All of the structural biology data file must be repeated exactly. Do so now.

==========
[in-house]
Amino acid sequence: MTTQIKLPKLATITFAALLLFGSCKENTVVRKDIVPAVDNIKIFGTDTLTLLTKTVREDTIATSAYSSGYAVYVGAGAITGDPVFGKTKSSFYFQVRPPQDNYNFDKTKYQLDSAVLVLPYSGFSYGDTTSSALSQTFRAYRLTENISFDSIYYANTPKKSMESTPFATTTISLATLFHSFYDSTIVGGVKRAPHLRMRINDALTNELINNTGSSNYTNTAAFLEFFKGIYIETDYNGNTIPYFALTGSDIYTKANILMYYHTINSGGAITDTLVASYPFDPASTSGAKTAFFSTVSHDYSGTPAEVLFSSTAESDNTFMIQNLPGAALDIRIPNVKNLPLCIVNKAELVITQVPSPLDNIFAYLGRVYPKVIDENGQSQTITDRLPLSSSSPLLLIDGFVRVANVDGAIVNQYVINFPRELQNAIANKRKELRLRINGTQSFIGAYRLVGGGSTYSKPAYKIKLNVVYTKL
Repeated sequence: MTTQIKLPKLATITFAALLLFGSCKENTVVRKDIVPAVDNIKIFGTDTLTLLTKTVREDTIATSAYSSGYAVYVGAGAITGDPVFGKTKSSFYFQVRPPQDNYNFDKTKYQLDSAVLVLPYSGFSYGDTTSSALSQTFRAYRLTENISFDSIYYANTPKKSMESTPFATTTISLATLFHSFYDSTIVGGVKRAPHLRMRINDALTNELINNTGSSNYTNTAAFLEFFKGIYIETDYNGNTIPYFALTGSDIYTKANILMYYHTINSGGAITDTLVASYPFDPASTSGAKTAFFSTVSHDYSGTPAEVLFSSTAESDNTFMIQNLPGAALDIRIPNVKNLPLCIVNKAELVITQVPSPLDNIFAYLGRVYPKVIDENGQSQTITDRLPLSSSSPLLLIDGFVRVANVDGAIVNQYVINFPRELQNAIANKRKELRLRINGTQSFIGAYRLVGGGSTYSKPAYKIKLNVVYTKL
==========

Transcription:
[in-house]
Amino acid sequence: MTTQIKLPKLATITFAALLLFGSCKENTVVRKDIVPAVDNIKIFGTDTLTLLTKTVREDTIATSAYSSGYAVYVGAGAITGDPVFGKTKSSFYFQVRPPQDNYNFDKTKYQLDSAVLVLPYSGFSYGDTTSSALSQTFRAYRLTENISFDSIYYANTPKKSMESTPFATTTISLATLFHSFYDSTIVGGVKRAPHLRMRINDALTNELINNTGSSNYTNTAAFLEFFKGIYIETDYNGNTIPYFALTGSDIYTKANILMYYHTINSGGAITDTLVASYPFDPASTSGAKTAFFSTVSHDYSGTPAEVLFSSTAESDNTFMIQNLPGAALDIRIPNVKNLPLCIVNKAELVITQVPSPLDNIFAYLGRVYPKVIDENGQSQTITDRLPLSSSSPLLLIDGFVRVANVDGAIVNQYVINFPRELQNAIANKRKELRLRINGTQSFIGAYRLVGGGSTYSKPAYKIKLNVVYTKL
Repeated sequence: MTTQIKLPKLATITFAALLLFGSCKENTVVRKDIVPAVDNIKIFGTDTLTLLTKTVREDTIATSAYSSGYAVYVGAGAITGDPVFGKTKSSFYFQVRPPQDNYNFDKTKYQLDSAVLVLPYSGFSYGDTTSSALSQTFRAYRLTENISFDSIYYANTPKKSMESTPFATTTISLATLFHSFYDSTIVGGVKRAPHLRMRINDALTNELINNTGSSNYTNTAAFLEFFKGIYIETDYNGNTIPYFALTGSDIYTKANILMYYHTINSGGAITDTLVASYPFDPASTSGAKTAFFSTVSHDYSGTPAEVLFSSTAESDNTFMIQNLPGAALDIRIPNVKNLPLCIVNKAELVITQVPSPLDNIFAYLGRVYPKVIDENGQSQTITDRLPLSSSSPLLLIDGFVRVANVDGAIVNQYVINFPRELQNAIANKRKELRLRINGTQSFIGAYRLVGGGSTYSKPAYKIKLNVVYTKL